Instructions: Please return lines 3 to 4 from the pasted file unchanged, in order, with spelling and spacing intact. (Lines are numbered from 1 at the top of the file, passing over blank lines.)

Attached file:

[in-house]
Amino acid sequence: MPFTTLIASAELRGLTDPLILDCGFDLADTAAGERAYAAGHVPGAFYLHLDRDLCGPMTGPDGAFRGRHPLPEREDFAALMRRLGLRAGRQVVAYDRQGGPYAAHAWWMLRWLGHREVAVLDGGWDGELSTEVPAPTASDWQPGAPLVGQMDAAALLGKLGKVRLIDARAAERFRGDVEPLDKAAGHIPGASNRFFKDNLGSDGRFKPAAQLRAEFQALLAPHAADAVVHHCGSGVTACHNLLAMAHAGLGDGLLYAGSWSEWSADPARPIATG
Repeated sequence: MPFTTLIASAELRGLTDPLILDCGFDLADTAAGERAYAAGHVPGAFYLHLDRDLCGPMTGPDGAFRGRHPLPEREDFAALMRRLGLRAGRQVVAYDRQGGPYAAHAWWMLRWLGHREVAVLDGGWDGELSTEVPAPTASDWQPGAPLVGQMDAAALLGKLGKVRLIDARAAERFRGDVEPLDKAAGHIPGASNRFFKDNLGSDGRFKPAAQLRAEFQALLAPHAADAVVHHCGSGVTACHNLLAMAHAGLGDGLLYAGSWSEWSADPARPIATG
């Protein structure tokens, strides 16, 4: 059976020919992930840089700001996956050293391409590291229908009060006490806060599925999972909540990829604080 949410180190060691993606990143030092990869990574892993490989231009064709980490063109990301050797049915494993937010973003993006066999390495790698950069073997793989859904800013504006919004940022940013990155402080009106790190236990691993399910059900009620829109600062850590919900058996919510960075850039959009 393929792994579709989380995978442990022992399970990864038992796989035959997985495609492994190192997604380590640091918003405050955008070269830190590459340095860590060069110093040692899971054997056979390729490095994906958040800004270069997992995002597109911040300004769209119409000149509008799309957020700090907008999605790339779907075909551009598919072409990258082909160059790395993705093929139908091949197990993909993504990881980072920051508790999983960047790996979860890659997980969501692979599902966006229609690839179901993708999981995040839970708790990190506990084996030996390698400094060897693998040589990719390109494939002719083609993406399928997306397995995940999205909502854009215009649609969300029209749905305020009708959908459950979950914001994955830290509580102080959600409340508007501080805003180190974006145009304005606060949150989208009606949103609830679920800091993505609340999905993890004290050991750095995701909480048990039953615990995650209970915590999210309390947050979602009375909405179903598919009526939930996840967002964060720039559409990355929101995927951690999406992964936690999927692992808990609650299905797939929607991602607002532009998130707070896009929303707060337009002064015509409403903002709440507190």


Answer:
Repeated sequence: MPFTTLIASAELRGLTDPLILDCGFDLADTAAGERAYAAGHVPGAFYLHLDRDLCGPMTGPDGAFRGRHPLPEREDFAALMRRLGLRAGRQVVAYDRQGGPYAAHAWWMLRWLGHREVAVLDGGWDGELSTEVPAPTASDWQPGAPLVGQMDAAALLGKLGKVRLIDARAAERFRGDVEPLDKAAGHIPGASNRFFKDNLGSDGRFKPAAQLRAEFQALLAPHAADAVVHHCGSGVTACHNLLAMAHAGLGDGLLYAGSWSEWSADPARPIATG
């Protein structure tokens, strides 16, 4: 059976020919992930840089700001996956050293391409590291229908009060006490806060599925999972909540990829604080 949410180190060691993606990143030092990869990574892993490989231009064709980490063109990301050797049915494993937010973003993006066999390495790698950069073997793989859904800013504006919004940022940013990155402080009106790190236990691993399910059900009620829109600062850590919900058996919510960075850039959009 393929792994579709989380995978442990022992399970990864038992796989035959997985495609492994190192997604380590640091918003405050955008070269830190590459340095860590060069110093040692899971054997056979390729490095994906958040800004270069997992995002597109911040300004769209119409000149509008799309957020700090907008999605790339779907075909551009598919072409990258082909160059790395993705093929139908091949197990993909993504990881980072920051508790999983960047790996979860890659997980969501692979599902966006229609690839179901993708999981995040839970708790990190506990084996030996390698400094060897693998040589990719390109494939002719083609993406399928997306397995995940999205909502854009215009649609969300029209749905305020009708959908459950979950914001994955830290509580102080959600409340508007501080805003180190974006145009304005606060949150989208009606949103609830679920800091993505609340999905993890004290050991750095995701909480048990039953615990995650209970915590999210309390947050979602009375909405179903598919009526939930996840967002964060720039559409990355929101995927951690999406992964936690999927692992808990609650299905797939929607991602607002532009998130707070896009929303707060337009002064015509409403903002709440507190």